March 20, 1998


Image of today's outrageJim Nicholson betrayed his country. Jim Nicholson took money, and in return put the lives of his colleagues in danger.

Jim Nicholson thinks he is a victim.

You’ve probably heard part of the story of Jim Nicholson, the highest ranking CIA officer ever to be convicted of espionage. But you may not have heard how unapologetic he is. In an age when every moral failure can be blamed on somebody else, Nicholson sees himself as a victim.

For about $300,000, Nicholson sold the Russians information about 300 CIA trainees. He also admits to providing the KGB with hundreds of secret documents. The information caused a huge amount of damage; careers were destroyed, thousands of man-years of training were wasted, agents were recalled from overseas.

Nicholson was working for the CIA and living in Malaysia, when, as he says, his “priorities changed.” As an American living and working abroad, he had a good life: a maid, a mistress, a luxurious lifestyle. Then he was transferred back to the US. Realizing that he needed some extra cash to maintain his lifestyle, Nicholson decided to turn traitor.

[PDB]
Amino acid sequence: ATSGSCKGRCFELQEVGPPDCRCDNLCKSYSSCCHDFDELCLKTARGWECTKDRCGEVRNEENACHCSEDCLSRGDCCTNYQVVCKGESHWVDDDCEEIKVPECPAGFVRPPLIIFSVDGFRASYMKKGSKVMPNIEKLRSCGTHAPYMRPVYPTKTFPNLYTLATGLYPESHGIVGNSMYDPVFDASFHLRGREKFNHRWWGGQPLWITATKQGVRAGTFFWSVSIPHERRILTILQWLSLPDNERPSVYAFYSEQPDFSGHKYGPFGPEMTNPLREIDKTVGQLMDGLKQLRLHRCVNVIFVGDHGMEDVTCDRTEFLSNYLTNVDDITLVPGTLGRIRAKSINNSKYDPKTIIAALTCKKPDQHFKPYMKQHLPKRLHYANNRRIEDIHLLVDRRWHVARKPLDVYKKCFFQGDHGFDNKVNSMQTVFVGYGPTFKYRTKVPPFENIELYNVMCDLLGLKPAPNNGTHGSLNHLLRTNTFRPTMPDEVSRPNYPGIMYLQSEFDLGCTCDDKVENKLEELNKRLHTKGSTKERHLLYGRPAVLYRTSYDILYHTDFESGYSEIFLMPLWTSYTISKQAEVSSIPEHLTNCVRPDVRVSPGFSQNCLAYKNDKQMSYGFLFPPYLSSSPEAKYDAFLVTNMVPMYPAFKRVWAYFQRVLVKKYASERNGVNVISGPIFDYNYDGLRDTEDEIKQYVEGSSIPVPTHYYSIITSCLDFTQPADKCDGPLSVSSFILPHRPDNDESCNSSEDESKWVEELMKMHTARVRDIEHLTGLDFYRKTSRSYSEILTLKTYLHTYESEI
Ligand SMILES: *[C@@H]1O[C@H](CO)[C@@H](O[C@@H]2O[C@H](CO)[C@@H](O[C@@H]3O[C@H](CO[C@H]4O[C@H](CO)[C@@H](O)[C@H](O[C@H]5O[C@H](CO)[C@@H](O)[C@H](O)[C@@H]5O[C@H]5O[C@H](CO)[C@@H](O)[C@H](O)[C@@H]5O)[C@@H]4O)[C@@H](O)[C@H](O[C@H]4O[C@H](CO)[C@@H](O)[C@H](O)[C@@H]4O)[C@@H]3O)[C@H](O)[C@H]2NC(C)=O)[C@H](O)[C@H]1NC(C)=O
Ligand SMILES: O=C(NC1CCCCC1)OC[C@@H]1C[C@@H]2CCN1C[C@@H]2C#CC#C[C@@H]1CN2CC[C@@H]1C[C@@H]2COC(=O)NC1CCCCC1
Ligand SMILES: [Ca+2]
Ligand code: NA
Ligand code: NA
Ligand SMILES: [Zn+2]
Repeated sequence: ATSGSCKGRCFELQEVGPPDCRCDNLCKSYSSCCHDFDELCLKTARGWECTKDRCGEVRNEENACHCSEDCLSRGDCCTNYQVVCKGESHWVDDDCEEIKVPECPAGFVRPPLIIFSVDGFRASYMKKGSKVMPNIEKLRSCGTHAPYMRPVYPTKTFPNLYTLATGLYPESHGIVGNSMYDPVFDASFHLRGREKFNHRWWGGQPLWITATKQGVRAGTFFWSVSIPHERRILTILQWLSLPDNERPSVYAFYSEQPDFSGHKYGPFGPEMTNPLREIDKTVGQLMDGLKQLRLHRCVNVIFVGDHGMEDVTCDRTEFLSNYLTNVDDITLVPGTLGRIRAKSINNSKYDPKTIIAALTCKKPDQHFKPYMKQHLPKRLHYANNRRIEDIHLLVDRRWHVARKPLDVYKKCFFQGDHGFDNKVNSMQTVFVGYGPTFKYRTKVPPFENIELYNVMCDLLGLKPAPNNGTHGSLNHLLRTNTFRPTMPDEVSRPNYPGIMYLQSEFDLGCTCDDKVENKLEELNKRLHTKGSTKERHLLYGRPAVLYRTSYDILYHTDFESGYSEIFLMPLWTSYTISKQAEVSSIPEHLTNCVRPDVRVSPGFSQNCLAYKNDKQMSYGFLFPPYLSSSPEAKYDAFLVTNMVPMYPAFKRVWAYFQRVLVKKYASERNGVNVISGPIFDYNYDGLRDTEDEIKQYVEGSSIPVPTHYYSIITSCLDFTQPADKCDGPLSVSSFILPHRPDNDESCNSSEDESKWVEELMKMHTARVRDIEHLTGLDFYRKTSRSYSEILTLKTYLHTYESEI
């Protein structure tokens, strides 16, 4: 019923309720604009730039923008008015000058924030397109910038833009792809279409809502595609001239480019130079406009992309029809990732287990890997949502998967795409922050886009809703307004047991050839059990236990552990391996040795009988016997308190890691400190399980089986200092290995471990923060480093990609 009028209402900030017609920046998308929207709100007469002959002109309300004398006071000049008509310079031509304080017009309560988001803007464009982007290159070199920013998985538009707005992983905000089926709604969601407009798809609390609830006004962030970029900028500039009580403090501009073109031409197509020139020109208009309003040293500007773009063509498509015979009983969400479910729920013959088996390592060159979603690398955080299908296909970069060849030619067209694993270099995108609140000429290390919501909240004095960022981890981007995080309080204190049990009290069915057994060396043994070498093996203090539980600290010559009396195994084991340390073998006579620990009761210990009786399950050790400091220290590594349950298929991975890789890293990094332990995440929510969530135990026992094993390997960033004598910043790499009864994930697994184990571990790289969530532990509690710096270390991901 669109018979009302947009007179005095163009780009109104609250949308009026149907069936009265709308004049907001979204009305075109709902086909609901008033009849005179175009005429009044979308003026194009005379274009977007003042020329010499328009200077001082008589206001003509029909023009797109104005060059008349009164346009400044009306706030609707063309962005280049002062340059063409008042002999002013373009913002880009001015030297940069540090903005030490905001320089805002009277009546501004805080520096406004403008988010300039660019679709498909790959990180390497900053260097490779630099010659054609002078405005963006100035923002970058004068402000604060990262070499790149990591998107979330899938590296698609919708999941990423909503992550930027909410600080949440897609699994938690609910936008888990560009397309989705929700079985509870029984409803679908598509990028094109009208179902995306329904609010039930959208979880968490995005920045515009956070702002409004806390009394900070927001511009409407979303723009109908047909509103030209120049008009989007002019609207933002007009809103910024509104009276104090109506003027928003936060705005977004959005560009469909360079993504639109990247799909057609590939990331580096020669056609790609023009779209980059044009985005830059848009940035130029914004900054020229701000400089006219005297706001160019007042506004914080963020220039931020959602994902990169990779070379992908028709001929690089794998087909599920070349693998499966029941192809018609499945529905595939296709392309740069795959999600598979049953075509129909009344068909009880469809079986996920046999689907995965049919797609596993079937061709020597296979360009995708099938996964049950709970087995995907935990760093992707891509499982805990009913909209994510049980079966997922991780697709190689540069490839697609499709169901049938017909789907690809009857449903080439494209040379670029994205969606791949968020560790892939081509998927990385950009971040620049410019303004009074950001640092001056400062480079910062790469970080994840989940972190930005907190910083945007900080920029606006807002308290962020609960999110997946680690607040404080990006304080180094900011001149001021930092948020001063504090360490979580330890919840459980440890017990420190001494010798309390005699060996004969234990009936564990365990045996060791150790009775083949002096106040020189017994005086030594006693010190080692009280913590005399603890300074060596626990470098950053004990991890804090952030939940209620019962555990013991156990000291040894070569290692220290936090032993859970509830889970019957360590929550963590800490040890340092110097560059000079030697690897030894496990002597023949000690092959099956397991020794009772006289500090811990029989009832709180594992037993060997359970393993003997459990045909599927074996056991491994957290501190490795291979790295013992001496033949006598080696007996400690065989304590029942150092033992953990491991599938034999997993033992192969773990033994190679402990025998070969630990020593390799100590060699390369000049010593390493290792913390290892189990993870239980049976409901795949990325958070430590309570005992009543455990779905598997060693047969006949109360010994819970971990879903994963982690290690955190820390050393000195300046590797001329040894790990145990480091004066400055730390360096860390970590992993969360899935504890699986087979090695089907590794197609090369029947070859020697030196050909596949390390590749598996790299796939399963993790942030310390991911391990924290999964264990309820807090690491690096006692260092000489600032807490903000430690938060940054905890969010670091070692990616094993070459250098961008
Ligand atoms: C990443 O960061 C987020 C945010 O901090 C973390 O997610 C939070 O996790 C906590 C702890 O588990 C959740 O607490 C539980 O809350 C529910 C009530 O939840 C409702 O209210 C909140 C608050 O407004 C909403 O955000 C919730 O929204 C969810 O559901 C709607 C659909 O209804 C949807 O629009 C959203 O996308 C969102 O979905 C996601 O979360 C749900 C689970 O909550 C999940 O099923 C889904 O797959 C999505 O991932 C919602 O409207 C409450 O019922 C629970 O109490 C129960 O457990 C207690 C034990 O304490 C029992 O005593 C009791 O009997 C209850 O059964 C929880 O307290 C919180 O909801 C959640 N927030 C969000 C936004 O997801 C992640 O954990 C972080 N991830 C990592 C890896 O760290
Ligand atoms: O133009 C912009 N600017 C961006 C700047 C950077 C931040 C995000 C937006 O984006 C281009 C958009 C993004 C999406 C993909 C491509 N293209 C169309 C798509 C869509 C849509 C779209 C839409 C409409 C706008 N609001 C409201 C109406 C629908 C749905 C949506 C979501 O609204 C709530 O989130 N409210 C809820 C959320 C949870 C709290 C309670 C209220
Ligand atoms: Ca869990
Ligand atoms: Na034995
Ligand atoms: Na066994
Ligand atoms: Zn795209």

Of course, as a CIA agent, Nicholson was used to breaking the law: “When we work in the field, we do a lot of things that are illegal, but we almost always get away with it. Running agents, putting listening devices in houses, breaking into things. I sort of felt I was above it.”

Nicholson’s began his betrayal seven weeks after former CIA agent Aldrich Ames had been sentenced to life in prison for spying for Moscow. Ames had sold the identity of Soviet citizens working for the CIA, in return for $4.6 million. While Ames is alive and well-fed in prison, ten of the agents he betrayed are dead, executed by the Soviets.

Although Nicholson has pleaded guilty to espionage charges, he thinks the CIA is to blame. “They should have realized I was in trouble and intervened,” thinks the spy. Of course, the only trouble he was in was that he wanted a lot of money to deposit in
his Swiss bank account. As Robert Chestnut, one of the federal attorneys who prosecuted Nicholson, says, “So he encountered some financial difficulties. Who among us hasn’t?”

Nicholson also expected that, if he were caught, the CIA would simply convert him from a double agent to a triple agent. Thus, he was quite surprised that he was actually arrested.

Using some amazing, but quite modern, logic, Nicholson has also argued that because of his previous service to the country, he should have received a lighter sentence when he was caught working for the other side.

John Lewis, a FBI agent who helped to bust Nicholson, is troubled by the case: “Do we have a new breed of spy? This guy was not a loser. This is a new breed of cat. Is there a breakdown in morality?”


Read more about the Nicholson case in the March issue of GQ. (The Spy Who Loved Women, by David Wise.)

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